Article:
by Renee Lindstrom, GCFP: This post may contain Affiliate Links, thank you in advance for your support! Renee
Curious to explore and the benefits of the healing and nutrition values in some plants this year, 2017, I expanded infusing vinegar from herbal plants to include medicinal flowers, leaves and roots. Some of the flowers I have been exploring with have been dandelion, English daisy and lilac. More on flowers, leaves and roots for infusing vinegar at Inventory of a Backyard Forager.
In previous years some of the herbs used to infuse white vinegar, wine vinegar and apple cider vinegar included, rosemary, fennel, oregano, chives and garlic.
I have found this activity rewarding and nourishing. The plant materials are grown in my own surroundings and using the finished product provides me with an added connection to what I am consuming.
Make your own Vinegar
- Plant Materials; Flowers, Leaves or Roots
Choose the plant that you wish to infuse in vinegar. To begin I used garden herbs for flavouring. This quickly expanded to creating medicinal tinctures substituting vinegar for alcohol and cleaning products..
Choose the type of vinegar that your wish to use for infusing your plant materials. I use white vinegar for making cleaning products and either wine or apple cider vinegar for medicinal’s and flavoring for recipes. Wine vinegar is softer on the palette than apple cider vinegar! It may be a good one to begin your adventure with! I recommend the book at the end of this post for learning about the benefits of both apple cider and wine vinegar’s. I personally prefer red wine vinegar for infusing plant remedies due to the flavour. With wine vinegar the plant flavour is stronger.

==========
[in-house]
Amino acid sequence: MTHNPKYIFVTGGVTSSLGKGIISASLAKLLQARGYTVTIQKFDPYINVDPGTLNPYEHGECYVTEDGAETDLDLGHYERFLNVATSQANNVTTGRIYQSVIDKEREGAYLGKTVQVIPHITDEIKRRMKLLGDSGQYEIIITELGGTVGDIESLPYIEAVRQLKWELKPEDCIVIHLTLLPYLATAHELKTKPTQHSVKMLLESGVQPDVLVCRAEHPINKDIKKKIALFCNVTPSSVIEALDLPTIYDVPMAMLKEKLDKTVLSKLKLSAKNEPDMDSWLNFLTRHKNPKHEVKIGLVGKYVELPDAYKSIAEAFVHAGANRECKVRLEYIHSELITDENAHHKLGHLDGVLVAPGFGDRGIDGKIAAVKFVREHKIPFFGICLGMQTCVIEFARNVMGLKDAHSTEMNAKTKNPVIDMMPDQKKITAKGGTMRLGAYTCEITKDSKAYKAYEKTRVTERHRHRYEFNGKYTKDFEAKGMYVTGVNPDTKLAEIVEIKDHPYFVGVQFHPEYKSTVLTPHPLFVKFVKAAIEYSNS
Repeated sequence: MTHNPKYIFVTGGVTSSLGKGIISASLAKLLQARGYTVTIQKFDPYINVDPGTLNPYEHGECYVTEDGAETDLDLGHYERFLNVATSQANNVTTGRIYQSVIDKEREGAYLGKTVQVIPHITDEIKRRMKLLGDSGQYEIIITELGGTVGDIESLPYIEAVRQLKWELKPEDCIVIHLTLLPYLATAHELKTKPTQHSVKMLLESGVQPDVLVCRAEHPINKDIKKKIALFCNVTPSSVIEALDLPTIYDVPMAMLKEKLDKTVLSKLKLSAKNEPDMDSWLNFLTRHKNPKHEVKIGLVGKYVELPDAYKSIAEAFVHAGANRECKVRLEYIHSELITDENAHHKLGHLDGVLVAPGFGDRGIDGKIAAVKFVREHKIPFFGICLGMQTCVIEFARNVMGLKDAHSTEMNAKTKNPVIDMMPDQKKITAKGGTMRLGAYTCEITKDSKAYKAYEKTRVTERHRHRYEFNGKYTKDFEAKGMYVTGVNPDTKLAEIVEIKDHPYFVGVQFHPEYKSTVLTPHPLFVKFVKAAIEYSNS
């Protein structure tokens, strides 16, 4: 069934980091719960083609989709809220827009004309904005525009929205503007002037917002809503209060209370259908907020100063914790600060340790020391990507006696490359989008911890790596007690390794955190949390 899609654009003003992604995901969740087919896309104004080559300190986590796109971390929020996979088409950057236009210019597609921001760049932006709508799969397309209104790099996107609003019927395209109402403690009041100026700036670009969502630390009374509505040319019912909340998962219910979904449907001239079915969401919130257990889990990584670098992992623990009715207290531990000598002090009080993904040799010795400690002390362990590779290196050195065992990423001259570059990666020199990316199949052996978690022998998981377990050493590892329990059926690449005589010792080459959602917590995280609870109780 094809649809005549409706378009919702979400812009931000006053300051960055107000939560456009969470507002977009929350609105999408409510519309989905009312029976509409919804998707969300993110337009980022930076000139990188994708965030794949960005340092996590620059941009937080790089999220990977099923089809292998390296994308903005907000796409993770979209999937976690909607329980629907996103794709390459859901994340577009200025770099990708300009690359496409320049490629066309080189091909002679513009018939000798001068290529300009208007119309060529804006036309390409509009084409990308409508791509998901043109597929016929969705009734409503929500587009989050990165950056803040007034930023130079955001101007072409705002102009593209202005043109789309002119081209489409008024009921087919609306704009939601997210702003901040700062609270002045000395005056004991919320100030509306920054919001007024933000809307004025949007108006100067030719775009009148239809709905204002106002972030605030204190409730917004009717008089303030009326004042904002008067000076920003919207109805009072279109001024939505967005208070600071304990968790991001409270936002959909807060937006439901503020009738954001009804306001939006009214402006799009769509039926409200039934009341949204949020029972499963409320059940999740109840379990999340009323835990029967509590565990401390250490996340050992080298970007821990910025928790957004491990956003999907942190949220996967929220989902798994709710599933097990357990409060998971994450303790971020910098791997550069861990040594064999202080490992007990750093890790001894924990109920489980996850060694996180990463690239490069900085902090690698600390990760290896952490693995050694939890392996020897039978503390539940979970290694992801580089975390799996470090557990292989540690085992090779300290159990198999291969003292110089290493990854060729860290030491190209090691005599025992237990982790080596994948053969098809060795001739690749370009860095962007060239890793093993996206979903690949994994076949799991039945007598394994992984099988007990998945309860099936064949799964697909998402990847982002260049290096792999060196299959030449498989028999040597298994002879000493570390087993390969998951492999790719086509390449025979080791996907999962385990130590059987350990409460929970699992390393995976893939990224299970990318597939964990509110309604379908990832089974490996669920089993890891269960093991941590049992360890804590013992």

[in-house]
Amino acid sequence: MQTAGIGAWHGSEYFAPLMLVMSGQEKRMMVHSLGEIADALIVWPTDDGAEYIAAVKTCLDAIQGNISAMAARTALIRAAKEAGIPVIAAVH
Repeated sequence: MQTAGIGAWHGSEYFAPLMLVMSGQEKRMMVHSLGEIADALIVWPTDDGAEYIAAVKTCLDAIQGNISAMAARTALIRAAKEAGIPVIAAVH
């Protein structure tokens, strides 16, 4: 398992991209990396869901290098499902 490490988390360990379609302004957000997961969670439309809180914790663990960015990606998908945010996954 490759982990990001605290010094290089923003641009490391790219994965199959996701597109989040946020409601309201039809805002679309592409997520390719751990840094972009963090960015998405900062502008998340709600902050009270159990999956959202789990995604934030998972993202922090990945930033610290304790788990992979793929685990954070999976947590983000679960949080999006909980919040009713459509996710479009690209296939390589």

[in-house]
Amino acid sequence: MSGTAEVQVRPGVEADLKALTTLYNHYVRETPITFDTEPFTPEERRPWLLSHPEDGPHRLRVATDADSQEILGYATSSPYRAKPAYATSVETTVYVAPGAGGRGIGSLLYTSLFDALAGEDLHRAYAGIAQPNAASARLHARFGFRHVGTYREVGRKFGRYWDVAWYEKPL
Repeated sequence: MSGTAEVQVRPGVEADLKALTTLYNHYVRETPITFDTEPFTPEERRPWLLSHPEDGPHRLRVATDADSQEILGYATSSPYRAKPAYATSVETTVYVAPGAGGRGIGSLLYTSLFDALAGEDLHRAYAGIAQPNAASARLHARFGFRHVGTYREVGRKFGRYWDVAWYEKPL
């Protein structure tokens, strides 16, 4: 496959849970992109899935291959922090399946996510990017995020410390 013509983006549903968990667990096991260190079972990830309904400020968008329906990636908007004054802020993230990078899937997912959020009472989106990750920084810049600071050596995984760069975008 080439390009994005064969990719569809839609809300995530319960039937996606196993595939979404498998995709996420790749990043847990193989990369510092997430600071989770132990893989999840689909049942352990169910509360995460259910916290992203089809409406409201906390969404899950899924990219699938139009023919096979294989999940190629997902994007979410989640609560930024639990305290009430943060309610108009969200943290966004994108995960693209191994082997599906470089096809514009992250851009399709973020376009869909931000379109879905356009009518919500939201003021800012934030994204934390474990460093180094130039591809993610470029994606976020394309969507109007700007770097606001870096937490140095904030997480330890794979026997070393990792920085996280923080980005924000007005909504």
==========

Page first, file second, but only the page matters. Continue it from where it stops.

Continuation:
I use recycled jars for infusing, measure cups and pots for heating vinegar, and a funnel for adding it to jars.
- Wash your plant material ahead of time so that it is no longer wet. Wet material will mold. You can wash plants the night before or set out in a sunny place to dry quickly.
- Measure out the amount of vinegar you will need for the jar you are using to infuse the plant material in with vinegar ahead of time.
- Heat (but not boil) vinegar.
- Fill your container up to 1/4 full of plant material for medicinal’s, less for flavouring.
- Add warm vinegar and seal.
- Let infused vinegar rest for up to three or more weeks and remember to jostle the jar each day.
- When it is ready, decant into your beautiful bottles that are special to you.
Imagine jostling the jar each day and infusing yourself into the product. A good intention will increase your connection and healing power of the product you are making so never jostle it while you are feeling impatient or angry!
- Lilac Wine Vinegar
- Drying your own plant materials for teas, remedies, tinctures, flavoured vinegar, bath infusions and beauty products
- The Healing Powers of Vinegar: A Complete Guide To Nature’s Most Remarkable Remedy Mass Market by Cal Orey (Author) – Jan 1 2009
Review : Gary M. – I was surprised that red wine vinegar has some of the same heart-healthy benefits of red wine. This is of special interest since I don’t drink alcoholic drinks. I really like the natural health remedies that were in the book since I believe in natural cures. Great book and and a joy to read.
Traditional uses and properties of herbs are for educational purposes only. This information is not intended to diagnose, treat, cure, or prevent any disease. Every attempt has been made for accuracy, but none is guaranteed. Any serious health concerns or if you are pregnant, you should always check with your health care practitioner before self-administering herbs.